Because Europe prides itself on institutions that uphold and promote international law, the European Court of Human Rights is perhaps the most popular symbol of the European approach toward statecraft. As the Strasburg-based court was established under the aegis of Council of Europe, its jurisdiction is far broader than even the European Union. Today, 47 states are members, 20 more countries than have joined the European Union.
Alas, as often happens with human rights institutions, ego, arrogance, and an embrace of moral equivalence combines to erode their standing and betray the principles for which they stand. Former Ireland President Mary Robinson, for example, made a mockery of the Office of the UN High Commissioner for Human Rights when she sponsored the Orwellian “World Conference against Racism, Racial Discrimination, Xenophobia and Related Intolerance.” A decade ago, Robert Bernstein took to the pages of the New York Times to lament how Human Rights Watch, the organization which he founded, had gone off the rails as current director Kenneth Roth twisted the group into a platform for his own political crusades. Then there’s the American Friends Service Committee: In 1947, it was a Nobel Peace Laureate; three decades later, its director transformed it into the chief apologist for the Khmer Rouge as he co-opted the platform for his own political grandstanding.
So it has now become with the European Court of Human Rights.
On September 4, Robert Spano (an Italian-Icelandic lawyer who serves as the court’s president) traveled to Turkey. There is nothing askew about this: court officials frequently travel to discuss processes to decisions. Spano, however, had another agenda: He accepted an honorary doctorate in law from Istanbul University. His visit and acceptance of the honor comes against the backdrop of a massive, multi-year crackdown on civil society inside Turkey. Freedom House, whose assessors have long been more apologetic to Turkey than objectivity would merit, now designate Turkey as not free. Reporters Without Borders, meanwhile, has labeled Turkey the world’s biggest jail for journalists. Religious discrimination in Turkey is rife.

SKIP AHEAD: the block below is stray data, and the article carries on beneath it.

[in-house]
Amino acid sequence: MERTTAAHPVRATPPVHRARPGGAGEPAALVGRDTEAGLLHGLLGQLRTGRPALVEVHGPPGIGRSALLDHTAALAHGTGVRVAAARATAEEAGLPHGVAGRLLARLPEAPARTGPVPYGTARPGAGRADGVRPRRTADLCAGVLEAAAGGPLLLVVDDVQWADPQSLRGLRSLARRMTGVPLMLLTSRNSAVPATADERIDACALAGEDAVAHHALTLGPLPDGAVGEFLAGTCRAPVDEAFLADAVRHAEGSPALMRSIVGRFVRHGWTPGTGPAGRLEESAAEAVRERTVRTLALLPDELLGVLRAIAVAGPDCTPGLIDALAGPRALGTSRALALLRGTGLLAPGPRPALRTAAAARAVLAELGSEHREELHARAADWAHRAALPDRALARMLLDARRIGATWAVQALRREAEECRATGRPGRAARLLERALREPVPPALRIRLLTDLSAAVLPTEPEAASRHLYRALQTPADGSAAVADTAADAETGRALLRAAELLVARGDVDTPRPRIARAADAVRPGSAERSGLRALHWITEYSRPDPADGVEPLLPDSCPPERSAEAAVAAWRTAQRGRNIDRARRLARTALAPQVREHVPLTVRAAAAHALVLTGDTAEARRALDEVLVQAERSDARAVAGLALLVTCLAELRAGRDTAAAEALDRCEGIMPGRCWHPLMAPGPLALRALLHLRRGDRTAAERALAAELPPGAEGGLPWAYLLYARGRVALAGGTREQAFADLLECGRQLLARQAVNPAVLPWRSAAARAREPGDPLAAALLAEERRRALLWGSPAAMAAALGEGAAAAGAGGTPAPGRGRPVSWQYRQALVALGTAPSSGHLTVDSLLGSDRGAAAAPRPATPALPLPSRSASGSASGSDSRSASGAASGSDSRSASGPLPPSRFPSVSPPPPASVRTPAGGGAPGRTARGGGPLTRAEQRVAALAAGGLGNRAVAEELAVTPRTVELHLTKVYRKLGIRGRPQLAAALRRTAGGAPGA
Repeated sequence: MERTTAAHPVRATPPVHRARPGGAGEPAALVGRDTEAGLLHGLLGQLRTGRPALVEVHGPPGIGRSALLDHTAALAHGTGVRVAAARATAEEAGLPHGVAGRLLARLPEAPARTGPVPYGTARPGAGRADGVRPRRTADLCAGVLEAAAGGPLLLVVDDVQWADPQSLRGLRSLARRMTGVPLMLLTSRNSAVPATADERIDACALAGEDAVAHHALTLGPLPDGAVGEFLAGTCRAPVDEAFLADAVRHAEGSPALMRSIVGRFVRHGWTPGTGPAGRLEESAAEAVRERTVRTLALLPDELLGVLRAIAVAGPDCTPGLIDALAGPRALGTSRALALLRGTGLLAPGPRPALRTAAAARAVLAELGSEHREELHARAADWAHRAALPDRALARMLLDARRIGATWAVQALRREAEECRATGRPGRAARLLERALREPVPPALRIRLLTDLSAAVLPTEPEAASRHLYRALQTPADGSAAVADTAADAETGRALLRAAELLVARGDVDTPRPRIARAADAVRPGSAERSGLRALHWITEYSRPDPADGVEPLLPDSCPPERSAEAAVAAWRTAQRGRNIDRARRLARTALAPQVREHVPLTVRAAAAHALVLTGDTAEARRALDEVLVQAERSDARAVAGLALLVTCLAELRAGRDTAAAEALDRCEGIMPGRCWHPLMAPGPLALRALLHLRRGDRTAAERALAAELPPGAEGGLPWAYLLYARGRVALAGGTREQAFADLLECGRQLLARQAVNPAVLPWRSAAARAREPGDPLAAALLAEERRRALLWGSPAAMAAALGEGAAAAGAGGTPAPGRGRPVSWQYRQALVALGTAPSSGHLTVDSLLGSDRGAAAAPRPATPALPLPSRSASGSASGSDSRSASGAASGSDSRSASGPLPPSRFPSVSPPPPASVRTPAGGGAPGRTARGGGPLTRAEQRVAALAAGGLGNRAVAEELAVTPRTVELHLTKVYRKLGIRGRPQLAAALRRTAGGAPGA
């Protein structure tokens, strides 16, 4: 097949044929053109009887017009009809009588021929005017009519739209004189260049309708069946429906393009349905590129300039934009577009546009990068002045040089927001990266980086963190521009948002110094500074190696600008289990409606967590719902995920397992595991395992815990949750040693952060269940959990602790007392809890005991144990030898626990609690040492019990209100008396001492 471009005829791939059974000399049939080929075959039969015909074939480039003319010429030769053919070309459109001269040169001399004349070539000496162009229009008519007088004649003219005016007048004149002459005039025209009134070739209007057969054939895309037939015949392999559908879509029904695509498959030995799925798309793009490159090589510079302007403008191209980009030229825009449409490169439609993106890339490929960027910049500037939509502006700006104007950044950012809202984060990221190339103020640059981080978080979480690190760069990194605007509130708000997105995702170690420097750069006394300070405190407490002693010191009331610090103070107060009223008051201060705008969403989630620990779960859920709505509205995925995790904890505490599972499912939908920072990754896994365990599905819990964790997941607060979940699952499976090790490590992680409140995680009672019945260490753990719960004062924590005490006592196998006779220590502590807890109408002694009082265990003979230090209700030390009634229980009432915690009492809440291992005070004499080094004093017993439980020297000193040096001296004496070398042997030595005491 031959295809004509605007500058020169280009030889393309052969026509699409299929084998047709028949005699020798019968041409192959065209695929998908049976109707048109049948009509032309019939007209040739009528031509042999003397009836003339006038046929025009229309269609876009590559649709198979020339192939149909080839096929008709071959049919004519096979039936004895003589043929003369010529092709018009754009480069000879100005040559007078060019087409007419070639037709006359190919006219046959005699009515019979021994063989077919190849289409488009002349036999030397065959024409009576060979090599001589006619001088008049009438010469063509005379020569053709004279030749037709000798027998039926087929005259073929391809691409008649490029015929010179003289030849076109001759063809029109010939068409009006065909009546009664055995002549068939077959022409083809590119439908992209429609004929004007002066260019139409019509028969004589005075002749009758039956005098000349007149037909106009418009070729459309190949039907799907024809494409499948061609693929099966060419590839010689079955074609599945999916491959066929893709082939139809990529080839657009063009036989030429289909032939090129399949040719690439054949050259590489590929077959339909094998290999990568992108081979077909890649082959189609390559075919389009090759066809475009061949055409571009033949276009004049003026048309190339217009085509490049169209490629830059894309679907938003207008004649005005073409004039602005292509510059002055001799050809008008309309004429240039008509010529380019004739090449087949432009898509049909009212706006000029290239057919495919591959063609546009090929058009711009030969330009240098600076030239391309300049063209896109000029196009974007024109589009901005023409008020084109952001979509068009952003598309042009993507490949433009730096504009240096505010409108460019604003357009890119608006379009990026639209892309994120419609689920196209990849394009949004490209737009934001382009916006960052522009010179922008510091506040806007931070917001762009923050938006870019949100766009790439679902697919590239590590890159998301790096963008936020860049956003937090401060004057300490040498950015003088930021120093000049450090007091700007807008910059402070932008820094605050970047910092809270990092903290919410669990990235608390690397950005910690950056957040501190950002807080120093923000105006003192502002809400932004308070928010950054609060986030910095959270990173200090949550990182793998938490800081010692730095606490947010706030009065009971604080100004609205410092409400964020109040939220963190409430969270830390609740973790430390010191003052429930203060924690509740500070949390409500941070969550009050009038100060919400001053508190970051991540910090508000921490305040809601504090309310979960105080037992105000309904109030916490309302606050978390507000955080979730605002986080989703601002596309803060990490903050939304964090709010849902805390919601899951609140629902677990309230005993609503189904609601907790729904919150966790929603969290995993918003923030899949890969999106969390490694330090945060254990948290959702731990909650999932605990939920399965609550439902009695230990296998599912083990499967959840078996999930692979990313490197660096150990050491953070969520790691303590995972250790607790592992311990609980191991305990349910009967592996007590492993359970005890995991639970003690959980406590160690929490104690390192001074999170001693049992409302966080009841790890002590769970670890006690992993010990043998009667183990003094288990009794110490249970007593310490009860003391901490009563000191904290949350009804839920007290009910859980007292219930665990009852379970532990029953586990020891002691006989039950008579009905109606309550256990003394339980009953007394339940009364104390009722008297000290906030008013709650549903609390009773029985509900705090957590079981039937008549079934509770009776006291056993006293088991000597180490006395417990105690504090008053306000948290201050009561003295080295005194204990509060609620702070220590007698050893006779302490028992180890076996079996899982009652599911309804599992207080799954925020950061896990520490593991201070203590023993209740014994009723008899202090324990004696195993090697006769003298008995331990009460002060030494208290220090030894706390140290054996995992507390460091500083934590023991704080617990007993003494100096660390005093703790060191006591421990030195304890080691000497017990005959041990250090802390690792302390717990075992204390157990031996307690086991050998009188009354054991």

According to the European Union Turkey Civic Commission, “By granting the honorary degree to Mr. Spano, Turkey obviously thought it could use the occasion to try to silence critics of its atrocious human rights record. The fact that Mr. Spano did not decline the honorary doctorate will definitely be interpreted as a sign of legitimization of human rights violations taking place in Turkey under the current President’s rule.”
Frankly, they are right. His acceptance of a Turkish human rights award is reminiscent of those whose ego or poor judgment led them to accept late Libyan dictator Muammar Qadhafi’s “Al-Gaddafi International Prize for Human Rights”
Spano’s decision to accept an honorary degree calls into question his judgment. Turkish President Recep Tayyip Erdoğan is a masterful manipulator and Spano played into his hands. Simply put, Spano’s actions are an insult to the millions of Turks who now suffer human rights abuses at the hands of the Erdoğan regime. Institutions should be more important than the individuals who lead them. If Spano really cares about the institution he leads, he will resign. Conversely, if the European Court of Human Rights wishes to restore its reputation, it should terminate his presidency immediately.
Michael Rubin (@Mrubin1971) is a contributor to the Washington Examiner’s Beltway Confidential blog. He is a resident scholar at the American Enterprise Institute and a former Pentagon official.
Tags: Opinion, Beltway Confidential, Blog Contributors, Turkey, Europe, Law, Court, Recep Tayyip Erdogan
Original Author: Michael Rubin
Original Location: European Court of Human Rights’ president degrades court with Turkish award